The symptoms of kyphosis are often mild and do not get any worse with time.
Your back will also appear slouched or hunched, depending on how severe the roundness of the spine is.
In very severe cases, kyphosis can cause breathing difficulties and problems with eating. If you have severe kyphosis, your symptoms may get worse with time.
- Bad posture
- A structural problem with the spine
- Surgery to the spine
Bad posture over a long period of time is a common cause of kyphosis. For example, if you slouch when you stand up, this stretches your spinal ligaments and can increase the natural curvature of your spine.
Postural kyphosis is more common in girls than boys and is slow to develop. It usually occurs during adolescence and generally will not get any worse with time.
There are several conditions that can affect the structure of the spine and cause kyphosis.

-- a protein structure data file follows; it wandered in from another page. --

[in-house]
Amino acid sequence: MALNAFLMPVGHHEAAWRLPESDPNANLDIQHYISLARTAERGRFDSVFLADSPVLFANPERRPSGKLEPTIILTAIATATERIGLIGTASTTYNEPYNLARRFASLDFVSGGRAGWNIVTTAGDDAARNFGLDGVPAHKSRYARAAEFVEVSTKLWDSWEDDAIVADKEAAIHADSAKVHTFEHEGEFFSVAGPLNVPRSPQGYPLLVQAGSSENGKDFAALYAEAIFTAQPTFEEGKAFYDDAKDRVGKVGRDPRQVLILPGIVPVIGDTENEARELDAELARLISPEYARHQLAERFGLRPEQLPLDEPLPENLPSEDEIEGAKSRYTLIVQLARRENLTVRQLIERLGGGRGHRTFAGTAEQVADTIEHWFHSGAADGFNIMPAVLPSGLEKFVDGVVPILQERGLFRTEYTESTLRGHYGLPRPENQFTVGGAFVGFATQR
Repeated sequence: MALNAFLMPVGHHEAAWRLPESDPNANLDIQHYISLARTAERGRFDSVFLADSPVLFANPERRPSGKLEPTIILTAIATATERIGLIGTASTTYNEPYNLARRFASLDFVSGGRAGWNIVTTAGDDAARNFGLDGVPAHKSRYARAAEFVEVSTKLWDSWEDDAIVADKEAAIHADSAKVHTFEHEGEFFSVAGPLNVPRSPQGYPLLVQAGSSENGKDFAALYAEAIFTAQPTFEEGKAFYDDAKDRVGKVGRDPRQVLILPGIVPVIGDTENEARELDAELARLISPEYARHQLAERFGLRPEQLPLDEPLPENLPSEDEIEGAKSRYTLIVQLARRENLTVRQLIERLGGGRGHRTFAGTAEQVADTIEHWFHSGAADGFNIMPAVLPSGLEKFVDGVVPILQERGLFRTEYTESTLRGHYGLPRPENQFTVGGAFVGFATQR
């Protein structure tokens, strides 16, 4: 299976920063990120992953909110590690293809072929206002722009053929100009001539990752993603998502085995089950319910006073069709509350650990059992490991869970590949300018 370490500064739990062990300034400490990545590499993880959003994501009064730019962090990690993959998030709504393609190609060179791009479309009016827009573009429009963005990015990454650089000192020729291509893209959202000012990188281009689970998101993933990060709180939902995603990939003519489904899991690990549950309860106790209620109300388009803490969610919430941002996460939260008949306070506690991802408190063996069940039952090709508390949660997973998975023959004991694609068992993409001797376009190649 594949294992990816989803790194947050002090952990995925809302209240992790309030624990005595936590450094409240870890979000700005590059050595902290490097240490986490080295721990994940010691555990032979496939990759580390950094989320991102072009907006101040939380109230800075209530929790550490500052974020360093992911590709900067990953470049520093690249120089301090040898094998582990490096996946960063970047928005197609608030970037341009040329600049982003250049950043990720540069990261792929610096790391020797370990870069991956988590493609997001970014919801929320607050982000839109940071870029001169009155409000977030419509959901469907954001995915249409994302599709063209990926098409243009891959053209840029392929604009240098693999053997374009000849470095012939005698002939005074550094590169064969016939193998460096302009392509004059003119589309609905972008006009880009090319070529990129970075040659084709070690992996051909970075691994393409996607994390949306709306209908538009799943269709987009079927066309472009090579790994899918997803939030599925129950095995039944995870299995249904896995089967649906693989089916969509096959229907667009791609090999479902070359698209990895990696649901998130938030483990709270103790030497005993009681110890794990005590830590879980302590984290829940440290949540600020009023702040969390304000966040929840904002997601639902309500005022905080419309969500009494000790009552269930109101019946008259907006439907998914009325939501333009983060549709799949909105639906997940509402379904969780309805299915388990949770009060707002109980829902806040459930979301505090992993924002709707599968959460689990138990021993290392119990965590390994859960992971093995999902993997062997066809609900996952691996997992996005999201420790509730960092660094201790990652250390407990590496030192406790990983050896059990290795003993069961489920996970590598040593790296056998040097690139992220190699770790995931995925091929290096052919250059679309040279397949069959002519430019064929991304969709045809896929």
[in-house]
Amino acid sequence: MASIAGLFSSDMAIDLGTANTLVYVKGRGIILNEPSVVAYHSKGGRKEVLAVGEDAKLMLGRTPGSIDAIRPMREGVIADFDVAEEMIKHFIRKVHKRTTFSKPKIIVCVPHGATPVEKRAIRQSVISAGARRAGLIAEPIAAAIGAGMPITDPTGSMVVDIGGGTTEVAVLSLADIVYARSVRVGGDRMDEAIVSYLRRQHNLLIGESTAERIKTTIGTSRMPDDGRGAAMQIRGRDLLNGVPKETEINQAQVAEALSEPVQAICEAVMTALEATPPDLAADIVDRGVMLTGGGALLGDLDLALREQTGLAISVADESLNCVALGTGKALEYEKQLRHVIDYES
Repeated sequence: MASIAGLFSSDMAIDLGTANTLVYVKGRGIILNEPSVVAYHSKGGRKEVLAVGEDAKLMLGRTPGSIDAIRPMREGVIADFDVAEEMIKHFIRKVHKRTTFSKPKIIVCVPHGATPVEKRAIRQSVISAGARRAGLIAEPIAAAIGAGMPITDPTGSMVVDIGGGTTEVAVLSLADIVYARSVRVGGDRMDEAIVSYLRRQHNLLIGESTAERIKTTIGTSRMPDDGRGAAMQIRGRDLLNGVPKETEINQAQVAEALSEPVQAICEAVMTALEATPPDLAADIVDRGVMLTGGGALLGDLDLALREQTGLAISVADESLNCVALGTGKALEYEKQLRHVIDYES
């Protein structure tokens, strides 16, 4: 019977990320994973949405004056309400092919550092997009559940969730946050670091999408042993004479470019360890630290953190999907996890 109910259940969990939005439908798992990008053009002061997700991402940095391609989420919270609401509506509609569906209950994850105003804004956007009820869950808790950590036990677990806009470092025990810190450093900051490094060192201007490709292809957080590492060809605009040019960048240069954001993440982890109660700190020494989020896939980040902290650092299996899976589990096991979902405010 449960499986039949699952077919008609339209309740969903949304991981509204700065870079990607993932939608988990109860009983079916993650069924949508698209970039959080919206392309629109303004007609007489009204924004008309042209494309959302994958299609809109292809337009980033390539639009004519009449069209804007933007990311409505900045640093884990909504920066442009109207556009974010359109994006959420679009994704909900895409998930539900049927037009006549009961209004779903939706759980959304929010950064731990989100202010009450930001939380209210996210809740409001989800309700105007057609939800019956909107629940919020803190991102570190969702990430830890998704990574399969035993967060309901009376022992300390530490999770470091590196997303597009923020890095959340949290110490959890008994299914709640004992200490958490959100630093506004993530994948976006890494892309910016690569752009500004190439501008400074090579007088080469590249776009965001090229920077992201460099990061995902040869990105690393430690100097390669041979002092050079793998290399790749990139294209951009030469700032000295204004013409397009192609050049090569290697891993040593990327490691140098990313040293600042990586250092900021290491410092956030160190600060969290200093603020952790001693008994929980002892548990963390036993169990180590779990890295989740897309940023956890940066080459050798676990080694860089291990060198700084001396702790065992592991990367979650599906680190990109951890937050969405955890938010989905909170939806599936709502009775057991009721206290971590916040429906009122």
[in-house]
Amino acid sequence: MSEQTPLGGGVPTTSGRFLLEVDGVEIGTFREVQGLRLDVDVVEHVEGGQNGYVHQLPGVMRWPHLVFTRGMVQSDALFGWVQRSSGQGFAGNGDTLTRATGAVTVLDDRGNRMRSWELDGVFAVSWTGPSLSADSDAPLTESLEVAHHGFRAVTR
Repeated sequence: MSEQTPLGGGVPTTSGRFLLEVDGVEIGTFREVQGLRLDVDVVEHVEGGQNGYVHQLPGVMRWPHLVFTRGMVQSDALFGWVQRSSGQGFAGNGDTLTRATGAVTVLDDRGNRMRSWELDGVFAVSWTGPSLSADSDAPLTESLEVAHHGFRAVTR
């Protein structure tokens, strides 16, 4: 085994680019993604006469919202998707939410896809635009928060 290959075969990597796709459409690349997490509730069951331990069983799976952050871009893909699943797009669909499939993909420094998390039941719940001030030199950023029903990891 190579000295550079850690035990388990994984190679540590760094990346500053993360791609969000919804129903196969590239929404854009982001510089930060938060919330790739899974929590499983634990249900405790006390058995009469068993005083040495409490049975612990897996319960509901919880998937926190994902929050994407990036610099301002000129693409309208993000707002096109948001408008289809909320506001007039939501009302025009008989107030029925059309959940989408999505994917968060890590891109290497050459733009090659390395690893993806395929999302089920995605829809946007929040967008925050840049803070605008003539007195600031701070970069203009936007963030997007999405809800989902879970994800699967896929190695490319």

Kyphosis can be present at birth (congenital) when parts of the spine do not develop properly, though this is rare.
The structural problems that can lead to kyphosis are listed below.
Fractures of the vertebrae
Fractures can be caused by conditions that weaken the vertebrae (the small bones that make up the spine), such as osteoporosis. If the fractures are uneven, they can cause the spine to curve.
Spondylolisthesis is where one vertebra slips out of place. It can be caused by a birth defect or a disease such as arthritis.
Sometimes, kyphosis can be caused by a problem with the way the spine grows. The back of the vertebrae in the upper part of the spine grow more quickly than the front, making each vertebra grow into a wedge shape. When several vertebrae wedge together in a row, it causes a curve in the spine. This usually develops in adolescents whose bones are still growing. It is sometimes referred to as Scheuermann’s disease and the cause is unknown.
Surgery to the spine
Occasionally, kyphosis can be caused by surgery to the spine. For example, the spine may curve abnormally after an operation to remove some of the bone surrounding the spine.